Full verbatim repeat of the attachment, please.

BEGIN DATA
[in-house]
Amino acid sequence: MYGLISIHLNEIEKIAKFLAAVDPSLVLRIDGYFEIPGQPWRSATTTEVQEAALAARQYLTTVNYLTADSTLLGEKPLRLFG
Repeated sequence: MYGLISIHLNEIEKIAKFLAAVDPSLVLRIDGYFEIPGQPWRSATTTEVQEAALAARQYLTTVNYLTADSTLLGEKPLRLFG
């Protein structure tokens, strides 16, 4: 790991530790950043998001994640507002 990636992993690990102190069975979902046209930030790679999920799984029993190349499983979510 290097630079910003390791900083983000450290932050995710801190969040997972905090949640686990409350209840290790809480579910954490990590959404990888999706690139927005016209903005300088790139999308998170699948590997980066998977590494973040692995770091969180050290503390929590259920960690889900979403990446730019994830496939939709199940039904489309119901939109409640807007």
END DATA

[in-house]
Amino acid sequence: MYGLISIHLNEIEKIAKFLAAVDPSLVLRIDGYFEIPGQPWRSATTTEVQEAALAARQYLTTVNYLTADSTLLGEKPLRLFG
Repeated sequence: MYGLISIHLNEIEKIAKFLAAVDPSLVLRIDGYFEIPGQPWRSATTTEVQEAALAARQYLTTVNYLTADSTLLGEKPLRLFG
């Protein structure tokens, strides 16, 4: 790991530790950043998001994640507002 990636992993690990102190069975979902046209930030790679999920799984029993190349499983979510 290097630079910003390791900083983000450290932050995710801190969040997972905090949640686990409350209840290790809480579910954490990590959404990888999706690139927005016209903005300088790139999308998170699948590997980066998977590494973040692995770091969180050290503390929590259920960690889900979403990446730019994830496939939709199940039904489309119901939109409640807007």